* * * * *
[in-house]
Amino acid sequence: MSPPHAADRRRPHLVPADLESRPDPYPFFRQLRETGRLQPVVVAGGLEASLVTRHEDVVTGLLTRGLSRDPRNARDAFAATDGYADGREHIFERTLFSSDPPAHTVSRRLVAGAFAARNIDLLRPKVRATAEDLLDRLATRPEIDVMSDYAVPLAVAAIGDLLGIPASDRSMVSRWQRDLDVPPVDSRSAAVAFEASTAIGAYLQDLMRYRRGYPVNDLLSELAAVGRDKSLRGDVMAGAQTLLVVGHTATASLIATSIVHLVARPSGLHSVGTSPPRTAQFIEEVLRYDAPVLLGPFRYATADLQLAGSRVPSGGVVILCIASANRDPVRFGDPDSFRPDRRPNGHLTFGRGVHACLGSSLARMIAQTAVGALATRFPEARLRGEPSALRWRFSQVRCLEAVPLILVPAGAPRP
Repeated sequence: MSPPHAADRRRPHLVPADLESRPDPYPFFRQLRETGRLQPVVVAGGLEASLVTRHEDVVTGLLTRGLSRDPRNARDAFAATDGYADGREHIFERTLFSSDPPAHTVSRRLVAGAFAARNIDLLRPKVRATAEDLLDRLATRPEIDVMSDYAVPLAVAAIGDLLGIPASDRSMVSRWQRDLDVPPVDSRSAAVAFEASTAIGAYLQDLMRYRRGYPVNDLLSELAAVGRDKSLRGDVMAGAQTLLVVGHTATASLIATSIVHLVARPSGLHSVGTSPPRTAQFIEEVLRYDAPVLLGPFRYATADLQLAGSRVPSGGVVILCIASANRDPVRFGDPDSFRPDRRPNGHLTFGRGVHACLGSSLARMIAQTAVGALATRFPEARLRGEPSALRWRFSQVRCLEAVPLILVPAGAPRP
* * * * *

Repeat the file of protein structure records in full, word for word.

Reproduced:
[in-house]
Amino acid sequence: MSPPHAADRRRPHLVPADLESRPDPYPFFRQLRETGRLQPVVVAGGLEASLVTRHEDVVTGLLTRGLSRDPRNARDAFAATDGYADGREHIFERTLFSSDPPAHTVSRRLVAGAFAARNIDLLRPKVRATAEDLLDRLATRPEIDVMSDYAVPLAVAAIGDLLGIPASDRSMVSRWQRDLDVPPVDSRSAAVAFEASTAIGAYLQDLMRYRRGYPVNDLLSELAAVGRDKSLRGDVMAGAQTLLVVGHTATASLIATSIVHLVARPSGLHSVGTSPPRTAQFIEEVLRYDAPVLLGPFRYATADLQLAGSRVPSGGVVILCIASANRDPVRFGDPDSFRPDRRPNGHLTFGRGVHACLGSSLARMIAQTAVGALATRFPEARLRGEPSALRWRFSQVRCLEAVPLILVPAGAPRP
Repeated sequence: MSPPHAADRRRPHLVPADLESRPDPYPFFRQLRETGRLQPVVVAGGLEASLVTRHEDVVTGLLTRGLSRDPRNARDAFAATDGYADGREHIFERTLFSSDPPAHTVSRRLVAGAFAARNIDLLRPKVRATAEDLLDRLATRPEIDVMSDYAVPLAVAAIGDLLGIPASDRSMVSRWQRDLDVPPVDSRSAAVAFEASTAIGAYLQDLMRYRRGYPVNDLLSELAAVGRDKSLRGDVMAGAQTLLVVGHTATASLIATSIVHLVARPSGLHSVGTSPPRTAQFIEEVLRYDAPVLLGPFRYATADLQLAGSRVPSGGVVILCIASANRDPVRFGDPDSFRPDRRPNGHLTFGRGVHACLGSSLARMIAQTAVGALATRFPEARLRGEPSALRWRFSQVRCLEAVPLILVPAGAPRP